Is The Cat Worth Be Saved? or
1. An email to Dr. Ito;
2. A discussion on the correlation between curiosity and take-risking.
The parts are not really related :) the first one was just a spark for thoughts leading to the second.
Dear Yuko Kobayashi Barnaby,
MIT Media Lab
75 Amherst St. E14-245
Cambridge, MA 02142
The problem with a strong intention to avoid any risk is that eventually people forget how a risk looks like, and when that happens, they can't avoid it anymore because they simply do not recognize it anymore; so they step right into it. Hundreds of years ago Louis Pasteur realized that in order to cure a disease, one needs to inject that disease in the body - maybe not as much and not as strong, but still. Trying to completely remove any risk of a disease eventually only increases the probability of having it.
Dr. Valentin Voroshilov
BU, Physics Department
"I hated physics before taking this course, and now after taking both 105 and 106 with Mr. V, I actually really enjoy it. He is one of the best teachers I've ever had. Thank you" (http://www.gomars.xyz/vvcvres.html)
Dear Prof. Ito,
Dr. Valentin Voroshilov
Some ideas, which I didn't mean to discuss but could have been of interest, too.
"Free business ideas from Dr. Voroshilov: part 1"
"Free business ideas from Dr. Voroshilov: part 2"
The idea I wanted to offer to MIT is not presented in the videos, and remains to be "undercover". It is a very specific technical project that can increase the surviving abilities of special forces agents. I hope that one day someone will take interest in t it.
The word goes “Curiosity killed the cat”.
I like sentence: "In order to be able to think you have to risk being offensive" by Jordan B. Peterson, because ability to take risk is correlated with curiosity: only curious people are capable of taking risk; people who play it safe have no curiosity; only truly curios people who are not afraid of making a mistake ask "What if I'm wrong?".
Curiosity is one of the strongest motives for inventors and discoverers.
An entrepreneur often starts from being fascinated by something.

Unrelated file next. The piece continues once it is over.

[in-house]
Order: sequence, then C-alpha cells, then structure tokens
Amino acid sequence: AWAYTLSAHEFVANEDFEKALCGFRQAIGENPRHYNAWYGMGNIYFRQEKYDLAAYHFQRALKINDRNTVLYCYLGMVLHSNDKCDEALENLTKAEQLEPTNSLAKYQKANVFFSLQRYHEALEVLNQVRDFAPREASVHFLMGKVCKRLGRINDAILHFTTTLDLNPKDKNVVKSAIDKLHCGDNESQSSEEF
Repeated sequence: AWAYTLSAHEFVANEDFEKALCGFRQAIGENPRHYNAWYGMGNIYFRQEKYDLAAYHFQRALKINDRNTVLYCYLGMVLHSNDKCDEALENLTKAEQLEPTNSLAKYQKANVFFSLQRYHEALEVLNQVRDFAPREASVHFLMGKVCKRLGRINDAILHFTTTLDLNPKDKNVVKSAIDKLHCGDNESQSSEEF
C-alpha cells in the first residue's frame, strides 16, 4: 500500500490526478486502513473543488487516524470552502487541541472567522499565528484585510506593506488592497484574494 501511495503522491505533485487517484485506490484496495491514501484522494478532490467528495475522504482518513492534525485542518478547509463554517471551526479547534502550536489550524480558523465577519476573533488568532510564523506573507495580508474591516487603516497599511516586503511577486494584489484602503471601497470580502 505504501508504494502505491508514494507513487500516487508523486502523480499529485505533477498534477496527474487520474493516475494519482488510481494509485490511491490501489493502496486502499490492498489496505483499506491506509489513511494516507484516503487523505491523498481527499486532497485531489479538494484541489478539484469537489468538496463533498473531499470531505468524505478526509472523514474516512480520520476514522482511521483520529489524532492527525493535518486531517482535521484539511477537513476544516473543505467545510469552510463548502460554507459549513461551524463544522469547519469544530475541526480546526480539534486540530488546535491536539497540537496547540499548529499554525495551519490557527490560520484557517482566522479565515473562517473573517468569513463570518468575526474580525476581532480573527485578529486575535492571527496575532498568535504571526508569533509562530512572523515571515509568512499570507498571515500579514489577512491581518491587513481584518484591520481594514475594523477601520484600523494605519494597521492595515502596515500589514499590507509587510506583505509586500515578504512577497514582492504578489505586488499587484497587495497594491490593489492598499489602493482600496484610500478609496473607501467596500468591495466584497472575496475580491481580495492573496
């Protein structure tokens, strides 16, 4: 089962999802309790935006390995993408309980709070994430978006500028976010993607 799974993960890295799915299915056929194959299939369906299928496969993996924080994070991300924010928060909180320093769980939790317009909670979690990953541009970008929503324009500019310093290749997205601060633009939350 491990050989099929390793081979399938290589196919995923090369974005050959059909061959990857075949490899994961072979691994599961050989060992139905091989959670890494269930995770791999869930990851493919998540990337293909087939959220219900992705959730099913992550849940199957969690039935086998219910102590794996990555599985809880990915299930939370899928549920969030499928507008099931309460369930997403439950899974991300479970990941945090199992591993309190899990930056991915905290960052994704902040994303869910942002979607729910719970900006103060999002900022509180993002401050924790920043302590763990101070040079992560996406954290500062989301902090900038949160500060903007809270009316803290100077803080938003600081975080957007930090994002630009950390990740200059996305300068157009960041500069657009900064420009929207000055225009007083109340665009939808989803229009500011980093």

The stories of Apple (Steve Jobs and Steve Wozniak) or McDonald's (brothers McDonald and Ray Kroc) illuminate the difference between being an inventor and being an
There is also a common expectation that an entrepreneur has to know and do everything, from book-keeping, to product design, to advertisement.
Another effect of the absence of curiosity is arrogance.
"Nah, there is nothing he/she can tell me I wouldn't already know or couldn't easily figure out".
And then the Barbarians take over Rome.
Or the Chinese take over AI (at least according to the Forbes).
BTW: does "he is extremely busy" implies that we all are not? Business/Busyness is about how we distribute our time, not about having or not a lot of free time.
Since the existence of a social hierarchy, people at the bottom of the pyramid tried to reach out to the people at the top (for many reasons). It has never been easy, and the technologies have not made it easier. On the contrary, the easy access to multiple media resources makes the streams of the bottom-to-top letters with pleads, ideas, requests overwhelming. Of course, that is what an assistant is for. But even for an assistant the incoming informational flow is way too much (BTW: an opportunity for an AI assistant; in my case, though, my letter when through an assistant to the boss). However, the most important reason for a "bottle neck" is the reason an assistant is an assistant. He or she simply does not have such skills, or abilities, or intuition, or visions, or good luck, the assistant's boss has - otherwise the assistant would not be an assistant. That leaves a boss to make a decision: either make deliberate attempts to step out the usual circle and level of communication, or not. The former, although very rare, but yet was observed, predominantly in politics (e.g. Henry V, at least according to Shakespeare). The latter is ubiquitous (like the "bugs" in PC/Mac/Android software, if only someone could write un-bugged/bugless AI, because bugged AI is pronged to the same mistakes/bugs people make when writing/thinking a code).
A piece on curiosity in hiring.
A piece on curiosity in VC.
A discussion on the role of luck in business.
"The best luck one can get is growing up in a nice family and attending a nice school. The next depends greatly on meeting the right people. I like to say "you can be the strongest magnet, but if you are surrounded by wood, you cannot attract much of attention"."
Here I present an extraction from a long piece on a political matter, but it is related to the question "Should everyone be an entrepreneur?”
BTW: everything we currently observe in politics is just a tip an iceberg. It is just an indication of how deep the process of deterioration went in all social and economic areas, including education, science, healthcare, infrastructure, media. Why? Well, that is a completely different discussion.
A copy of a note from the main page.
I am not an idiot or a reckless person. The reason I can allow myself writing what I think, even if that is perpendicular to commonly adopted and conventional views, is that my financial situation is sufficient and stable. Of course, as a normal person, I wouldn't mind making more money, or being involved in more interesting projects (as described in my generic resume). But I do not have to pretend to be someone I'm not to make my living.